A new website for the event is available in various languages and can be accessed by smartphone and tablet. The year also has an official hymn entitled Credo, Domine, Adauge Nobis Fidem (I Believe, Lord, Increase Our Faith) as well as a multilingual pastoral guide, “Living the Year of Faith,” to be published in early September.
Pilgrims will also receive an image of Christ, taken from the cathedral of Cefalu in Sicily, with the Creed written on the reverse.
A special logo has also been devised for the year, comprising an image of a ship that symbolizes the Church with the monogram of Christ, IHS, on the ship’s mast. In the background is a sun representing the Eucharist.
Archbishop Fisichella also announced a program of events during the year to be celebrated in Rome in the presence of the Holy Father. These will include an opening Mass in St. Peter’s Square Oct. 11, which will also celebrate the Council’s anniversary. Concelebrating will be Synod Fathers taking part in the Synod on the New Evangelization, presidents of the world’s conferences of bishops, and 30 or so Council Fathers who are still alive.
Oct. 21 will see the canonization of seven people, including two North Americans, Blessed Sister Marianne Cope, also known as Blessed Marianne of Molokai, and Blessed Kateri Tekakwitha. Ecumenical vespers on Jan. 25, 2013, will take place at the Roman Basilica of St. Paul Outside the Walls. On April 28, the Holy Father will impart the sacrament of confirmation to a group of young people. May 5 will be dedicated to expressions of popular piety. On May 18, Catholic movements will gather in St. Peter’s Square, and, on June 2, the feast of Corpus Christi, the Blessed Sacrament will be adored at the same time all over the world.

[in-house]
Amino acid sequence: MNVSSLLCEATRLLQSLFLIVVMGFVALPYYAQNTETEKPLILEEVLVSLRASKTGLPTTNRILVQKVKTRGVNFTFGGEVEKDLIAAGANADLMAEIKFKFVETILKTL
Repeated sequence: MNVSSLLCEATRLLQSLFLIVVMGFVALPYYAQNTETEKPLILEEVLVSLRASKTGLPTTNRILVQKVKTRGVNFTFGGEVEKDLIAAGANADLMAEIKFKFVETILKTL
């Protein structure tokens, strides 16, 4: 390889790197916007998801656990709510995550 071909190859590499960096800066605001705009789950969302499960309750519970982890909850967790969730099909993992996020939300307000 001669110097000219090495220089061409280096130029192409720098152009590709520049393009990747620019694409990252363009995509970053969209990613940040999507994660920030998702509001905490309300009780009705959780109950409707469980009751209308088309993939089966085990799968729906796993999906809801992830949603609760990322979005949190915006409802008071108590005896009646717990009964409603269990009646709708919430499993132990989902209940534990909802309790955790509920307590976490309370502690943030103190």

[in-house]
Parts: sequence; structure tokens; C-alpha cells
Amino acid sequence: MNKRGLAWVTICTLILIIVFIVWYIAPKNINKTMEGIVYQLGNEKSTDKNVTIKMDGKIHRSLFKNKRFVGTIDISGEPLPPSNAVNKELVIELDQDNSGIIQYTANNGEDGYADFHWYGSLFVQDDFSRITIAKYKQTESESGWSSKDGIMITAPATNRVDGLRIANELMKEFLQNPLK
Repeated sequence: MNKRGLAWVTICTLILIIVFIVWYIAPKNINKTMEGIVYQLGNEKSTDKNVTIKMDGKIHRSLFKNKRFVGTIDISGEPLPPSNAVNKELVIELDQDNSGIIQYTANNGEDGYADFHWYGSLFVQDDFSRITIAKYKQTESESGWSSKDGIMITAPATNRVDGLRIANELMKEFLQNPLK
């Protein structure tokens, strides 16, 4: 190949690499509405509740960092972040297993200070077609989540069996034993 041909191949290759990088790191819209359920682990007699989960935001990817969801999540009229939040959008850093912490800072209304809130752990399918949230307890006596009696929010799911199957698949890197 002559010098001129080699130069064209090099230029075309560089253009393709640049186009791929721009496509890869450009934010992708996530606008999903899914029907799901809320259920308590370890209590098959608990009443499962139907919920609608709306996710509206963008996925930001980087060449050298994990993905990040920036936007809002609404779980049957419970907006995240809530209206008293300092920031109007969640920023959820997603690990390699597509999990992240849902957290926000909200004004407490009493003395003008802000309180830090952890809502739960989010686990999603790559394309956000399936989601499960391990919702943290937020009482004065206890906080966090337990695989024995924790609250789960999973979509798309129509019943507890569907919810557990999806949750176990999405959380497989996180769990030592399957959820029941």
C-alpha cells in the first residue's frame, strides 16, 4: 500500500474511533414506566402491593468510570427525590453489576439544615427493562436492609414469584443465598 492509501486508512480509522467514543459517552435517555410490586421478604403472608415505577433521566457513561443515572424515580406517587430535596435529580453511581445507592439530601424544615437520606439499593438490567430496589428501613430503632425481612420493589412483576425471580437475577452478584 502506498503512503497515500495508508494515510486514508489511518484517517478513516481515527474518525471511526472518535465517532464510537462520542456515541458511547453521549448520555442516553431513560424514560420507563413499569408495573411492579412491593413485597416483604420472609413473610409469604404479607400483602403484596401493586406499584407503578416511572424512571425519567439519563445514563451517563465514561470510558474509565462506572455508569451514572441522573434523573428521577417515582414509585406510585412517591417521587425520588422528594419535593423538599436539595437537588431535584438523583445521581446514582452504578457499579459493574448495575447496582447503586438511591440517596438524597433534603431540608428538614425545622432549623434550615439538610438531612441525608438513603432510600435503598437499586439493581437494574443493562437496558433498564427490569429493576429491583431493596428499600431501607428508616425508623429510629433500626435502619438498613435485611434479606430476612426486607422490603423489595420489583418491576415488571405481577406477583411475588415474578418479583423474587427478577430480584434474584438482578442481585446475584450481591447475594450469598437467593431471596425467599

June 16 will be dedicated to the Gospel of Life, while, on July 7, seminarians and novices from all over the world will conclude their pilgrimage by gathering in St. Peter’s Square. Sept. 29 will be dedicated to catechists on the 20th anniversary of the publication of the Catechism, and Oct. 13 will focus on the presence of Mary in the Church. The closing celebration will take place Nov. 24.
The year will also include a number of cultural events, including an exhibition on St. Peter to be held at Castel Sant’Angelo Feb. 7-May 1, 2013. A concert in St. Peter’s Square will also take place on June 22, at which 150,000 participants are expected.
Father Cesare Atuire, CEO of Rome’s pilgrimage office, Opera Romana Pellegrinaggi, welcomed the news of the Year of Faith, saying his organization is currently creating the best conditions to receive the many pilgrims expected in the Eternal City and the Holy Land during the events.
He said he hopes pilgrims will also “create a catechetical experience within the city,” as well as making the traditional profession of faith in St. Peter’s Basilica. “I have been talking to people in different parts of the world, and I get the feeling they like the idea of the enthusiasm being given to the experience of the faith today,” he said. “I think it’s well worth it, necessary and will make a difference.”

Edward Pentin writes from Rome.